Each spring, tiny roundworms hatch and wriggle over to the nearest soybean root to feed. Before farmers are even aware of the belowground infestation, the soybean cyst nematode silently begins to wreak havoc on soybean yield.
Fortunately, breeders have identified soybean varieties with genetic resistance to the nematodes and have used them to create new resistant varieties. As you might expect, resistant varieties yield more than susceptible ones when SCN is in the soil. But, until now, it wasn’t clear whether that yield advantage held up at low SCN infestation rates.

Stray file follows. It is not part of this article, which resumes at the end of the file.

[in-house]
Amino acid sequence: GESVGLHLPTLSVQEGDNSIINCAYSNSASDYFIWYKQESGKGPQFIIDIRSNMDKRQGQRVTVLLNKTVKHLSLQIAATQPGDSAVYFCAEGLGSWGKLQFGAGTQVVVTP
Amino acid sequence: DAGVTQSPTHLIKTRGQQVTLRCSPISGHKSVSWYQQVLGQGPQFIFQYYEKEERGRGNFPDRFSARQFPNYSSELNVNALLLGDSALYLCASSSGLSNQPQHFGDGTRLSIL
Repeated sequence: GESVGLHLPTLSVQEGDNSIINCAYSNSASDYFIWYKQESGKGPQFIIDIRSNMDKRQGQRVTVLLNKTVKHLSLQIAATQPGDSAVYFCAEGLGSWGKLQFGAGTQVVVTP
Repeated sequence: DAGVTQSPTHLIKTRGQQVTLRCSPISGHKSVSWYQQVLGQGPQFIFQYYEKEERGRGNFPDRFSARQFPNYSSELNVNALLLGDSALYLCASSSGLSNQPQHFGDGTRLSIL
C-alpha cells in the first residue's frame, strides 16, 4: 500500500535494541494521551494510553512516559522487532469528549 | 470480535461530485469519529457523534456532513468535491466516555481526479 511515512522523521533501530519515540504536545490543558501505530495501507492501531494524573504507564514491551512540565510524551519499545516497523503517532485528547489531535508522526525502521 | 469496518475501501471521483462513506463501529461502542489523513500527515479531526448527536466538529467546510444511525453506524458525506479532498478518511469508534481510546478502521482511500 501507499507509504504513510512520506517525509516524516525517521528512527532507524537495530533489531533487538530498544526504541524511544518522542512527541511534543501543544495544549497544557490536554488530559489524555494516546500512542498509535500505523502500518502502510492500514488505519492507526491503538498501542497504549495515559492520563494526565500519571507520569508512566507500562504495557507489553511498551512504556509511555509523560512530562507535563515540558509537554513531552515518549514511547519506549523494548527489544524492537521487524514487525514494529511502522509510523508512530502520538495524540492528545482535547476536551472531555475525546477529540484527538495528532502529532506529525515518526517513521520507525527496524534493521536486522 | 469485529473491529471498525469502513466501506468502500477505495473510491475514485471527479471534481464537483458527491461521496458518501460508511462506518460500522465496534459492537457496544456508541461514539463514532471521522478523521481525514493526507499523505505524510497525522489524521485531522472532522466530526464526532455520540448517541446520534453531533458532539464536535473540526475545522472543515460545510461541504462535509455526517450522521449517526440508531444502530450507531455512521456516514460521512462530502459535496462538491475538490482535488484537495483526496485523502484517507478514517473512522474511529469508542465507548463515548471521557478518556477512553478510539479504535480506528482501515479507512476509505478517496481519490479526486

“The University of Illinois has been organizing a regional testing program of university-developed experimental soybean lines through funding from the United Soybean Board. In the last decade, we have collected data on agronomic performance, including yield, but also data on the resistance of the lines as well as on SCN pressure in the field. We’ve built up a massive dataset from these tests,” said Brian Diers, University of Illinois soybean breeder.